Cheer gets out at 9pm.
And no homework has yet to be done.
This is Monday.
A fine way to begin the week, don't you think?

And so I really prayed about this.  Well, after I cried, and complained to everyone I saw about how busy I am...then I prayed.  Should I home school Religious Ed?  Do we quit cheer?  Do I move to Africa?  Do I cut  my hair shorter? Which, yeah, I know, the hair makes no sense, but this is what happens to my brain when it gets overwhelmed. I mean, really, what are my options?  And then God stepped in, as He always does, because He is the ultimate rock star and always comes to my rescue.  I was at daily Mass, seriously considering telling the Religious Ed Staff that I would be unable to teach this year, when out of the corner of my eye I saw Evan.  Evan was in my 5th grade class last year.  He is a great kid, with a  beautiful faith, and as he made his way back up the aisle from Holy Communion, his eyes caught mine, and his sweet face broke out into the biggest, best smile you have ever seen. He waved.  I waved back.  And a wave of love and light swept over me. The question burned in flames above my head....How could I not teach?

We are all busy.  But we all get the same amount of hours in the day.  And I don't think that my problem is not enough time,  but rather, how I choose to spend my time.  I do not want to force my daughter to quit a sport (yes, cheer is a sport) that she enjoys and works hard at, nor do I want to give up teaching children about their faith.  And sure, I can teach another day, but those days are actually busier than Monday.  Monday is my day of rest! When discussing this with another football mom the other day, her response was, "Oh well, yeah, we had to cut out religious ed all together. I mean, who can get there by 4pm, that is ridiculous.  It was too much.  Something had to go."

Something had to go.
This made me sad.
It still makes me sad.
Because I am convinced that life is not going to get any slower.  It just keeps moving faster and faster.  Kids are pulled in a million directions, and parents have to split up and play tag team, just to get the kids where they need to be.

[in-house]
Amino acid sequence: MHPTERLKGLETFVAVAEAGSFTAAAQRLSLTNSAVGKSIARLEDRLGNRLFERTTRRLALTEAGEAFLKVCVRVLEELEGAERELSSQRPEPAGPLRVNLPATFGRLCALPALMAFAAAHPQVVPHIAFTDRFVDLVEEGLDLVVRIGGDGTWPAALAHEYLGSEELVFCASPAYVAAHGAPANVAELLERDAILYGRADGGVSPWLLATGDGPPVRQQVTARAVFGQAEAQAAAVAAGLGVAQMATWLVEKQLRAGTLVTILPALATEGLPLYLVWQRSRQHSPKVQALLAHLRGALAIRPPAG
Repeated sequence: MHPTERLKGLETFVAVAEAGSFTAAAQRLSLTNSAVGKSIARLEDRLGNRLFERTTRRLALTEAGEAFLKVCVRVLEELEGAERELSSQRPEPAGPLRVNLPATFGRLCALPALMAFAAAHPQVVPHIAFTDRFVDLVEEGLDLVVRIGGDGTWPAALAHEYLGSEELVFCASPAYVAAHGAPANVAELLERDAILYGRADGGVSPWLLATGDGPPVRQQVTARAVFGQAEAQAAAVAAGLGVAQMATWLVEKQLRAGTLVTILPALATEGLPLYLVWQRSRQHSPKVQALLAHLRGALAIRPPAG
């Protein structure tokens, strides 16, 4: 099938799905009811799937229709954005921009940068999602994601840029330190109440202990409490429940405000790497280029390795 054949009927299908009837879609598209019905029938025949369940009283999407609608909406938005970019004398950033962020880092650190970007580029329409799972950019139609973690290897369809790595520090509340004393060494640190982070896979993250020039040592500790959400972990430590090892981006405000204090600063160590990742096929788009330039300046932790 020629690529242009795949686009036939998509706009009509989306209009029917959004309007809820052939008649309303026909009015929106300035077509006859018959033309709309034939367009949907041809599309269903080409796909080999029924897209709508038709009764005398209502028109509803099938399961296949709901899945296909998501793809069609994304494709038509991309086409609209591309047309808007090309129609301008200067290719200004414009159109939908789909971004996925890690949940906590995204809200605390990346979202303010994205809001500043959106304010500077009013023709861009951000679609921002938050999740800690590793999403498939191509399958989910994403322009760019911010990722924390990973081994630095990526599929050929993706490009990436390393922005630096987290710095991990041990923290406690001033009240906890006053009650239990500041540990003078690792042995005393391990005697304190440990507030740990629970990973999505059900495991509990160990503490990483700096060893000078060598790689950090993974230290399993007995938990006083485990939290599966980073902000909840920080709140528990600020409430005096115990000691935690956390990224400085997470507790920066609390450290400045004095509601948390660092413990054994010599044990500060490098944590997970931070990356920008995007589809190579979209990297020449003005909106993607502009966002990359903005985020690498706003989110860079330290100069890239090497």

We say we do it for the kids.
We say we do it because they love it.
But what does this say about us?
Where we stand?

Something had to go.

Sunday is far from a day of rest.
Sunday is the day our entire town worships sports.
And it hit me like a ton of bricks.
If we could just live out our God given lives the way He planned...with Sunday as a day of rest, I wouldn't have this problem!
Sports would be on Saturday, and my kids and I could go to religious ed on Sunday, after Mass, like we are supposed to.
We are rewriting our lives to fit our own desires, and I have to be is not working out so great.

My son has a Mormon friend, who quit the High School football team because games were on Sunday.
I have yet to meet  a Catholic in my town with that kind of faith.
Myself, included.
And I would consider becoming Mormon, if they allowed coffee and wine, and well, also if they realized that the Catholic faith is the truth. So yeah. Becoming Mormon is not really an option.
But I will tell ya...this is a holy discontent that is starting to rise in me, and I am feeling like I might have to take a stand.
My kids should not have to choose between God and sports, because without God, there would be no sports.
God comes first.
So we will take each day as it comes, minute by minute, and do our best.
Dinner will go in a crock pot at the crack of dawn, and I will pray extra hard for patience, and sanity.